Naira: A parallel 2Haskell compiler

  • Sahalu Junaidu
  • Antony Davie
  • Kevin Hammond
Conference paper
Part of the Lecture Notes in Computer Science book series (LNCS, volume 1467)


Naira is a compiler for a parallel dialect of Haskell, compiling to a graph-reducing parallel abstract machine with a strong dataflow influence. Unusually (perhaps even uniquely), Naira has itself been parallelised using state-of-the-art tools developed at Glasgow and St Andrews Universities. Thus Naira is a parallel, parallelising compiler in one. This paper reports initial performance results that have been obtained using the GranSim simulator, both for the top-level pipeline and for individual compilation stages. We show that a modest but useful degree of parallelism can be achieved even for a distributed-memory machine. The simulation results have been verified on a network of distributed workstations using the GUM parallel implementation of Haskell.


Parse Tree Functional Programming Parallel Task Type Inference Functional Language 
These keywords were added by machine and not by the authors. This process is experimental and the keywords may be updated as the learning algorithm improves.


Unable to display preview. Download preview PDF.

Unable to display preview. Download preview PDF.


  1. 1.
    L Augustsson, M Rittri and D Synek, “On Generating Unique Names”,. Journal of Functional Programming, 4(1), pp. 117–123, January, 1994.Google Scholar
  2. 2.
    K Hammond, CV Hall, H-W Loidl and PW Trinder, “Parallel Cost Centre Profiling”,. In 1997 Glasgow Workshop on Functional Programming, Ullapool, Scotland, September 1997.Google Scholar
  3. 3.
    K Hammond, H-W Loidl and AS Partridge, “Visualising Granularity in Parallel Programs: A Graphical Winnowing System for Haskell”,. In HPFC'95—Conf. on High Performance Functional Computing, pp. 208–221, Denver, CO, April 10–12, 1995.Google Scholar
  4. 4.
    P Hudak, SL Peyton Jones, and PL Wadler (eds.), “Report on the Programming Language Haskell Version 1.2”,. ACM SIGPLAN Notices 27(5), May 1992.Google Scholar
  5. 5.
    K Hammond, “Efficient Type Inference Using Monads”,. In Proceedings, 1990 Glasgow FP Workshop, Ullapool, Scotland, August 1990.Google Scholar
  6. 6.
    T Johnsson, Compiling Lazy Functional Languages. Ph.D. Thesis, Department of Computer Science, Chalmers University of Technology, Gothenborg, Sweden, 1987.Google Scholar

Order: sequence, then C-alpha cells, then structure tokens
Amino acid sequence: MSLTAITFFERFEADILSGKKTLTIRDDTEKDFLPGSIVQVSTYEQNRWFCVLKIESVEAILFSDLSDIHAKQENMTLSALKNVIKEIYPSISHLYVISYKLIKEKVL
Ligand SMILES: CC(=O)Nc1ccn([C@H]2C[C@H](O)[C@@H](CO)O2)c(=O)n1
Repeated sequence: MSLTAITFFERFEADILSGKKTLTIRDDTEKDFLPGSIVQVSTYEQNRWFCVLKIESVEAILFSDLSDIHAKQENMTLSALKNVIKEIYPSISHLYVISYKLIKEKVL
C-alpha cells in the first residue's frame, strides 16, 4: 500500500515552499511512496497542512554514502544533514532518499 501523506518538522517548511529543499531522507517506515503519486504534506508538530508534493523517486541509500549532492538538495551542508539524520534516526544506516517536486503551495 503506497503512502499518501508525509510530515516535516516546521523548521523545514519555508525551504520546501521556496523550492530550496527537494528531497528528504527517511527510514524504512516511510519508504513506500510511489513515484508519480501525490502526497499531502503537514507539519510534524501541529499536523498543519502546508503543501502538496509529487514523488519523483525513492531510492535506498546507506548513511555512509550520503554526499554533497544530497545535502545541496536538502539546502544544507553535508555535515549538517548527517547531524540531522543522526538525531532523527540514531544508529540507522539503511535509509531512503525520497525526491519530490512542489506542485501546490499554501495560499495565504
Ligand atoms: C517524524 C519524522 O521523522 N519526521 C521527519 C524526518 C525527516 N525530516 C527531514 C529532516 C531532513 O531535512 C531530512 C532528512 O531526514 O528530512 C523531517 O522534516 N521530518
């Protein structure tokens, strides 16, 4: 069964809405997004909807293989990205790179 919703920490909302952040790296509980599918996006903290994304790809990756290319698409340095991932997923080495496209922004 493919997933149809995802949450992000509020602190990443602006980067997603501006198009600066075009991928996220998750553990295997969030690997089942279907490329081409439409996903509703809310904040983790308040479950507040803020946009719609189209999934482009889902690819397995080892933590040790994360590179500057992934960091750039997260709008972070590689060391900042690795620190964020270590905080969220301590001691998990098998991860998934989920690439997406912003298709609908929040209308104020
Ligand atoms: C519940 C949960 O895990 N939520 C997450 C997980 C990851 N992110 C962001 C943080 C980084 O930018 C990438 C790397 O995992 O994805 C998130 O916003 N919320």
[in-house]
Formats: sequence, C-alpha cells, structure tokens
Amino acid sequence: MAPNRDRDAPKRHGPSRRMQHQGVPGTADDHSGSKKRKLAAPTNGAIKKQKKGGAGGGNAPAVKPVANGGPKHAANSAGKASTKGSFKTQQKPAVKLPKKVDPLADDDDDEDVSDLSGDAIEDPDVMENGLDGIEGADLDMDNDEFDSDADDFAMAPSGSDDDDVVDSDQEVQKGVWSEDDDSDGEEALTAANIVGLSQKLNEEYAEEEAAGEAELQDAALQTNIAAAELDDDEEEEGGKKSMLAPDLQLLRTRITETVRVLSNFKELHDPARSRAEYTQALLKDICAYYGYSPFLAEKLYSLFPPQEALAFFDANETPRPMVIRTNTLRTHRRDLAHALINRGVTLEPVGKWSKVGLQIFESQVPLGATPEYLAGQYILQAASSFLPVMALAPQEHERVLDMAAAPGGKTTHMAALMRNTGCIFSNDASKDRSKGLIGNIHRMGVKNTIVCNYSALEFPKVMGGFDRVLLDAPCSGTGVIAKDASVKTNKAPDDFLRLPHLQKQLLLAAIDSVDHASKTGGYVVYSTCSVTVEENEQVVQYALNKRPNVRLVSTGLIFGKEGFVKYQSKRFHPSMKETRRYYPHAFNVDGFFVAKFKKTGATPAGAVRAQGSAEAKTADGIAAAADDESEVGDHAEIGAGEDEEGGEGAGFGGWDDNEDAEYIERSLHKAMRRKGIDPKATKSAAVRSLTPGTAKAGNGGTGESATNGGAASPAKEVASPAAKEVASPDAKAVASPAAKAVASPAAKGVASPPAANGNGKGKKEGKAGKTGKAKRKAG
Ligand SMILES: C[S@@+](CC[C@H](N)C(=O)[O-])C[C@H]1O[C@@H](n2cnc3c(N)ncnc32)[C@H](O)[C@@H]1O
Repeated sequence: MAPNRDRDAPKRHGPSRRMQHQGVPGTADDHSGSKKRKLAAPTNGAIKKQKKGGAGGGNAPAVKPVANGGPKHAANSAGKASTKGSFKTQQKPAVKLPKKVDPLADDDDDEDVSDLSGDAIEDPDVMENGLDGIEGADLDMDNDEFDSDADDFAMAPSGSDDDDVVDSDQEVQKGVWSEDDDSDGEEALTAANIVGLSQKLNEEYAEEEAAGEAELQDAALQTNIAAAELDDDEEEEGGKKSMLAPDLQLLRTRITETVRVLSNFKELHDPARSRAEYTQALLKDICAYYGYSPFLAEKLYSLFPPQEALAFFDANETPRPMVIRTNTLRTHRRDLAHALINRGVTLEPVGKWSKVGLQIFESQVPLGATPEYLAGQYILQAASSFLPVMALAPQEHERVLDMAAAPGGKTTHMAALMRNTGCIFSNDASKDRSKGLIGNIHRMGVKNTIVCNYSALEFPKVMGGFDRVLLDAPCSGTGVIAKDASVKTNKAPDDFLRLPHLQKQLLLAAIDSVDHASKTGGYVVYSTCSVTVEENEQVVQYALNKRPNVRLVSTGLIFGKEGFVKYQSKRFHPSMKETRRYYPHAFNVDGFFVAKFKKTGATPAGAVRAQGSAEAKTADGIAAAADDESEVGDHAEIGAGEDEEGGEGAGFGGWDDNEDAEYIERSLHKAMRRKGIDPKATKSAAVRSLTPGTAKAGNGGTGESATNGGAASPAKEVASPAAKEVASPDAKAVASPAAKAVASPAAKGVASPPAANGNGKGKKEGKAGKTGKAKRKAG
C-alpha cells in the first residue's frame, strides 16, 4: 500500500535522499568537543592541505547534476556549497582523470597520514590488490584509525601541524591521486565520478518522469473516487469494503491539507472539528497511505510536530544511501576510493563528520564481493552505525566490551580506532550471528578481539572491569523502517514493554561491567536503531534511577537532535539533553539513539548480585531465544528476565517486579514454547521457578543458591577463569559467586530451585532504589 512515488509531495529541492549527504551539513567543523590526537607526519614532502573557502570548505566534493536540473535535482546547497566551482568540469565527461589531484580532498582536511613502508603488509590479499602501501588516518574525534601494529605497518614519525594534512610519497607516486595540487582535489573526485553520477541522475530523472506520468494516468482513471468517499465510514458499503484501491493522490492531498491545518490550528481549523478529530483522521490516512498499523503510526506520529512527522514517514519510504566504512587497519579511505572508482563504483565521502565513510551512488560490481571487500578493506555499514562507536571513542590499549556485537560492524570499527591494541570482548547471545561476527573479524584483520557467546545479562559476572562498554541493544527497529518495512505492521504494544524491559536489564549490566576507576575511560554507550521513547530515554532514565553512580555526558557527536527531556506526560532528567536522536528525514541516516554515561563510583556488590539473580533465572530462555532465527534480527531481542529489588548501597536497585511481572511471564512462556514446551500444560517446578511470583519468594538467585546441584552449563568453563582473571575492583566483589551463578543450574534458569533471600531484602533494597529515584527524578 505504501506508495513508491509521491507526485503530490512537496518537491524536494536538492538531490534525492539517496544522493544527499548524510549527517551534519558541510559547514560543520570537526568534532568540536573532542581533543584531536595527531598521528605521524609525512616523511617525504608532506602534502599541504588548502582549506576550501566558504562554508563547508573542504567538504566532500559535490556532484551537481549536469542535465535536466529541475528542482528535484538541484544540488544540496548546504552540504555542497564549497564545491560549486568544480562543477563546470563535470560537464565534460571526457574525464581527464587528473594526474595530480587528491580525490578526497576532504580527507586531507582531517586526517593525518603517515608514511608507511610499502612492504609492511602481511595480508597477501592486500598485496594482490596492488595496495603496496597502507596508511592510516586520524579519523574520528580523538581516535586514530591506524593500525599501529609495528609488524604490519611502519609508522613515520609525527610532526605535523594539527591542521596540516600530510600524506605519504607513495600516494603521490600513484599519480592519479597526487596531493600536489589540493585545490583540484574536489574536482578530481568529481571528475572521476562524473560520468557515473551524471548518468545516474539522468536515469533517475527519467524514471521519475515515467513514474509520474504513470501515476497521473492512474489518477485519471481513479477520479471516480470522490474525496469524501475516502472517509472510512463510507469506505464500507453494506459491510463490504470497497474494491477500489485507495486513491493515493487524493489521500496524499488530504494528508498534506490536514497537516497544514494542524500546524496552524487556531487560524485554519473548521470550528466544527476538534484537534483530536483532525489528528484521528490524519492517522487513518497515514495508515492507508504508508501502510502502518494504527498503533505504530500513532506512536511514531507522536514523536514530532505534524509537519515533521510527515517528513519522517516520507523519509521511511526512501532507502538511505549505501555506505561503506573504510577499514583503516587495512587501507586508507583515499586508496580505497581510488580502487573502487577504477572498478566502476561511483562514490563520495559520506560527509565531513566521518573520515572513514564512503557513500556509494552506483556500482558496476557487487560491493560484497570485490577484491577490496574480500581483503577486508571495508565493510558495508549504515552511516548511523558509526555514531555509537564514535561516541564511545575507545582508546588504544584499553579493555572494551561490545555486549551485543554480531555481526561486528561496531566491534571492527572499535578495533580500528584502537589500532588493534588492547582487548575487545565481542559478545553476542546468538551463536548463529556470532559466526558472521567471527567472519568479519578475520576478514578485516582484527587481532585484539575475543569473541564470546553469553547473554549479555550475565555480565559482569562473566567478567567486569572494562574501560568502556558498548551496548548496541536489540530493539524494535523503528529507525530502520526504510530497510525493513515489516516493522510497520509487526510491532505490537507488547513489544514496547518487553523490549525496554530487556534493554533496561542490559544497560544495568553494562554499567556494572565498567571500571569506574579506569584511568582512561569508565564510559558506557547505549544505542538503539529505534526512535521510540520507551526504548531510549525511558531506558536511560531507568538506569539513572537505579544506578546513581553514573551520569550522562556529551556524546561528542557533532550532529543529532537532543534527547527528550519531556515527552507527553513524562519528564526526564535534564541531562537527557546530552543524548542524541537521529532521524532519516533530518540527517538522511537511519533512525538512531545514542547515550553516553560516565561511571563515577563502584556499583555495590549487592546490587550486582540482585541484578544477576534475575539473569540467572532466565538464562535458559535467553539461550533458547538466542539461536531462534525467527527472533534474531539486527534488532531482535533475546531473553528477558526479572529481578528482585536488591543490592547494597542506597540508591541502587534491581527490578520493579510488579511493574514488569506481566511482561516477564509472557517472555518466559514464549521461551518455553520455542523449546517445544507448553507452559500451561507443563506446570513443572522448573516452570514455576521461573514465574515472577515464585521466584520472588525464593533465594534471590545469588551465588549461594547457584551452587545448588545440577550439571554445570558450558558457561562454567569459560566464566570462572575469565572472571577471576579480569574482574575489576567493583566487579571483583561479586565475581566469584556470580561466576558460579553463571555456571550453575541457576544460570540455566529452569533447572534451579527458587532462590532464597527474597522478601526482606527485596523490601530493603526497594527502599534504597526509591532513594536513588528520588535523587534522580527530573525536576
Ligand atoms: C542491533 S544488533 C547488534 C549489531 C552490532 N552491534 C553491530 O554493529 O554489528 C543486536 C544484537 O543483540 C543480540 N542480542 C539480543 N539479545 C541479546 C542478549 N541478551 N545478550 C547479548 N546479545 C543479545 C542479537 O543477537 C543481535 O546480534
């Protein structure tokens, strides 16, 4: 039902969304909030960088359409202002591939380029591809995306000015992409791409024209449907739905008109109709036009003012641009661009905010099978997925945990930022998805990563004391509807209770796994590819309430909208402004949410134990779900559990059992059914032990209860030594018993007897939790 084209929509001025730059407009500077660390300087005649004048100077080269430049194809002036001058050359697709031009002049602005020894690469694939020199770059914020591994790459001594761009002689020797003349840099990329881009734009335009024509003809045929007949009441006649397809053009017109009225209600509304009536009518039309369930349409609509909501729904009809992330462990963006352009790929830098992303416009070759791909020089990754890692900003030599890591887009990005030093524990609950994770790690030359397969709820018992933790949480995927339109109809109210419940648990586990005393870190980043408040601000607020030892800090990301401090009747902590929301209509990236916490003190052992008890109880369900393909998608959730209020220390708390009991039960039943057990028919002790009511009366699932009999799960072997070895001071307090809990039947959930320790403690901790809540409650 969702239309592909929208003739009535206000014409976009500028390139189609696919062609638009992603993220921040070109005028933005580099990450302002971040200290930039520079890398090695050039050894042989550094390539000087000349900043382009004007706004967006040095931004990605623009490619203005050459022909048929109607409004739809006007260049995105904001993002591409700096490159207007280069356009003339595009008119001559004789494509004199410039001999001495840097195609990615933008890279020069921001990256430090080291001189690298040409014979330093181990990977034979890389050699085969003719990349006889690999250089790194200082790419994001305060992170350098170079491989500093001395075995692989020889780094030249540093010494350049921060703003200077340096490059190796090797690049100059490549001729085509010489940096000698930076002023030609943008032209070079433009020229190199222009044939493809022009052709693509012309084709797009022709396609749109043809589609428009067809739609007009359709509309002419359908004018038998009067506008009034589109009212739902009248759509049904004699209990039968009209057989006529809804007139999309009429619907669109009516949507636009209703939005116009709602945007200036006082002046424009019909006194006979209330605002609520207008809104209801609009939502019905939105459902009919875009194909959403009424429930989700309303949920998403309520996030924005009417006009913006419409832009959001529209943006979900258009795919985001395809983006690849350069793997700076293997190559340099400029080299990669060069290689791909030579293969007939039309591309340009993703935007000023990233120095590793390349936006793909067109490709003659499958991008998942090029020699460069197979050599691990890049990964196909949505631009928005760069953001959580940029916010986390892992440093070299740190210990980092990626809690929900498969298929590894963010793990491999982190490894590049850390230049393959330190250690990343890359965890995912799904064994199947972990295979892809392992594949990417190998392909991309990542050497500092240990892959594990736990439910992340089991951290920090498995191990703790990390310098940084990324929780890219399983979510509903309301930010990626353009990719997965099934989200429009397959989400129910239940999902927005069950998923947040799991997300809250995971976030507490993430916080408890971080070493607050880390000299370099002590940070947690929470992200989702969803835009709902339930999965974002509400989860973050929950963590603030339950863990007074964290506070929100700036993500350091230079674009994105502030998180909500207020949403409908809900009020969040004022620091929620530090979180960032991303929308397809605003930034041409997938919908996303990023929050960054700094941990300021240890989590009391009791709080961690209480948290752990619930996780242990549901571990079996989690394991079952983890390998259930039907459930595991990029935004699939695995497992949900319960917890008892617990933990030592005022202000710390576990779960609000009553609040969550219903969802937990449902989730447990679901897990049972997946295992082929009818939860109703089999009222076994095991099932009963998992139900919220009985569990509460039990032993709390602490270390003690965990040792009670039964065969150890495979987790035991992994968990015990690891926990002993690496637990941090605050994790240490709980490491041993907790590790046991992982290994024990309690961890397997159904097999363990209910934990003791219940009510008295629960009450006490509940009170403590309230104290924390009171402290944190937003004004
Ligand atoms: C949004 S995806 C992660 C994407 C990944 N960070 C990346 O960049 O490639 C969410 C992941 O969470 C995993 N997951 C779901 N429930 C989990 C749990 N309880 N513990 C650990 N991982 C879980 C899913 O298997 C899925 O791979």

7. 7.
    S Junaidu, A Parallel Functional Language Compiler for Message Passing Multicomputers. Forthcoming PhD thesis, School of Mathematical and Computational Sciences, St Andrews University, Scotland, 1998.Google Scholar
  8. 8.
    H-W Loidl, “GranSim User's Guide, Version 0.03”,. Department of Computing Science, University of Glasgow, July 1996.Google Scholar
  9. 9.
    EGJMH Nöcker, JEW Smetsers, MCJD van Eekelen and MJ Plasmeijer, “Concurrent Clean”,. In Proc. PARLE '91, Springer-Verlag LNCS 506, pp. 202–219.Google Scholar
  10. 10.
    G Ostheimer, Parallel Functional Programming for Message Passing Multiprocessors. PhD Thesis, Department of Mathematical and Computational Sciences, St. Andrews University, Scotland, 1993.Google Scholar
  11. 11.
    SL Peyton Jones, The Implementation of Functional Programming Languages. Prentice Hall International, 1987.Google Scholar
  12. 12.
    SL Peyton Jones, “Implementing Functional Languages on Stock Hardware: the Spineless Tagless G-machine”,. Journal of Functional Programming, 2(2), pp. 127–202, 1992.CrossRefGoogle Scholar
  13. 13.
    SL Peyton Jones, D Lester, Implementing Functional Languages: A Tutorial. Prentice Hall International, 1991.Google Scholar
  14. 14.
    PM Sansom and SL Peyton Jones, “Time and Space Profiling for Non-strict Higher Order Functional Languages”,. In Proc. 22nd ACM Symposium on Principles of Programming Languages, San Francisco, California, January 1995.Google Scholar
  15. 15.
    S Skedzielewski, “Sisal”,. In Parallel Functional Languages and Compilers, Frontier Series, ACM Press, New York 1991.Google Scholar
  16. 16.
    PW Trinder, K Hammond, H-W Loidl, SL Peyton Jones, and J Wu, “A Case Study of Data-intensive Programs in Parallel Haskell”,. In Proc. 1996 Glasgow Workshop on Functional Programming 1996, Ullapool, Scotland, July 8–10.Google Scholar
  17. 17.
    PW Trinder, K Hammond, JS Mattson Jr., AS Partridge and SL Peyton Jones, “GUM: A Portable Parallel Implementation of Haskell”,. In PLDI '96 — Programming Languages Design and Implementation, pp. 78–88, Philadelphia, PA, May 1996.Google Scholar
  18. 18.
    PW Trinder, K Hammond, HW Loidl and SL Peyton Jones “Algorithm + Strategy = Parallelism”,. In Journal of Functional Programming, 8(1), January, 1998.Google Scholar

Copyright information

© Springer-Verlag Berlin Heidelberg 1998

Authors and Affiliations

  • Sahalu Junaidu
    • 1
  • Antony Davie
    • 1
  • Kevin Hammond
    • 1
  1. 1.Division of Computer ScienceUniversity of St. AndrewsUK

Personalised recommendations